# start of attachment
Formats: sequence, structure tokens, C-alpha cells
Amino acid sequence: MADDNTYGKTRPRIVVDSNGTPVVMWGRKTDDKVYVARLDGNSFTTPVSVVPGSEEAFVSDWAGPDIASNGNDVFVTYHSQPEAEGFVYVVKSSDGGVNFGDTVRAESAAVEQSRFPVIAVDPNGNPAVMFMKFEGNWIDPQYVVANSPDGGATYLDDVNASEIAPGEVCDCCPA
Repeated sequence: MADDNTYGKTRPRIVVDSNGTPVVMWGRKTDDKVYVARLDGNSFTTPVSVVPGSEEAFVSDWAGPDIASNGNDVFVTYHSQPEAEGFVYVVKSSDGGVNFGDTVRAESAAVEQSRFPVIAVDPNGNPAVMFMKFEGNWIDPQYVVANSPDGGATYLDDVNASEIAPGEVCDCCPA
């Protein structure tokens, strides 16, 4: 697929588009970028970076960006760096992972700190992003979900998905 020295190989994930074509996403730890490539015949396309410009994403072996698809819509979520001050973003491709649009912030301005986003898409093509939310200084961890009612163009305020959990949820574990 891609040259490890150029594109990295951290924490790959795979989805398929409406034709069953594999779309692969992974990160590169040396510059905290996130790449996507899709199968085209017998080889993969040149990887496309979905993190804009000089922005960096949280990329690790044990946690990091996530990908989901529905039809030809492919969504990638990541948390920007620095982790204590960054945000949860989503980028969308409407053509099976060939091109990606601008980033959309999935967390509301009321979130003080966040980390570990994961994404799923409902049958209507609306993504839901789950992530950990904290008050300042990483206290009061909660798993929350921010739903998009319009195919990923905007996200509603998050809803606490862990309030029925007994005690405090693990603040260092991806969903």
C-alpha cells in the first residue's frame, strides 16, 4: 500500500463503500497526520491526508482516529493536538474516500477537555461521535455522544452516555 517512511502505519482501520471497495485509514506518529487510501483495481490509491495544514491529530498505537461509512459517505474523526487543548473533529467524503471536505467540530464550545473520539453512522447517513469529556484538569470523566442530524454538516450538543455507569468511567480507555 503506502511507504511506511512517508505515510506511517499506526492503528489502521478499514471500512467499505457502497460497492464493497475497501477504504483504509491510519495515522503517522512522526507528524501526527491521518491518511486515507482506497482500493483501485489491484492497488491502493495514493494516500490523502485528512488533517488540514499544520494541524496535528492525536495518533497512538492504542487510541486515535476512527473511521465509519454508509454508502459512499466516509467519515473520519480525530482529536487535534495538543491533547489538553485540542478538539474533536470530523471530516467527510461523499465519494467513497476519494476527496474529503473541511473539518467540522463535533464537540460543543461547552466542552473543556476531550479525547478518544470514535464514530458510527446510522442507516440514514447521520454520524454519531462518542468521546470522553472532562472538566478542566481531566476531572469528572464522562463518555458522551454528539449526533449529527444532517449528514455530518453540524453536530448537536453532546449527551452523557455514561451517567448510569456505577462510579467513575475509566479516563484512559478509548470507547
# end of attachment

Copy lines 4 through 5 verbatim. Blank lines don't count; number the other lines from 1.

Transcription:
């Protein structure tokens, strides 16, 4: 697929588009970028970076960006760096992972700190992003979900998905 020295190989994930074509996403730890490539015949396309410009994403072996698809819509979520001050973003491709649009912030301005986003898409093509939310200084961890009612163009305020959990949820574990 891609040259490890150029594109990295951290924490790959795979989805398929409406034709069953594999779309692969992974990160590169040396510059905290996130790449996507899709199968085209017998080889993969040149990887496309979905993190804009000089922005960096949280990329690790044990946690990091996530990908989901529905039809030809492919969504990638990541948390920007620095982790204590960054945000949860989503980028969308409407053509099976060939091109990606601008980033959309999935967390509301009321979130003080966040980390570990994961994404799923409902049958209507609306993504839901789950992530950990904290008050300042990483206290009061909660798993929350921010739903998009319009195919990923905007996200509603998050809803606490862990309030029925007994005690405090693990603040260092991806969903």
C-alpha cells in the first residue's frame, strides 16, 4: 500500500463503500497526520491526508482516529493536538474516500477537555461521535455522544452516555 517512511502505519482501520471497495485509514506518529487510501483495481490509491495544514491529530498505537461509512459517505474523526487543548473533529467524503471536505467540530464550545473520539453512522447517513469529556484538569470523566442530524454538516450538543455507569468511567480507555 503506502511507504511506511512517508505515510506511517499506526492503528489502521478499514471500512467499505457502497460497492464493497475497501477504504483504509491510519495515522503517522512522526507528524501526527491521518491518511486515507482506497482500493483501485489491484492497488491502493495514493494516500490523502485528512488533517488540514499544520494541524496535528492525536495518533497512538492504542487510541486515535476512527473511521465509519454508509454508502459512499466516509467519515473520519480525530482529536487535534495538543491533547489538553485540542478538539474533536470530523471530516467527510461523499465519494467513497476519494476527496474529503473541511473539518467540522463535533464537540460543543461547552466542552473543556476531550479525547478518544470514535464514530458510527446510522442507516440514514447521520454520524454519531462518542468521546470522553472532562472538566478542566481531566476531572469528572464522562463518555458522551454528539449526533449529527444532517449528514455530518453540524453536530448537536453532546449527551452523557455514561451517567448510569456505577462510579467513575475509566479516563484512559478509548470507547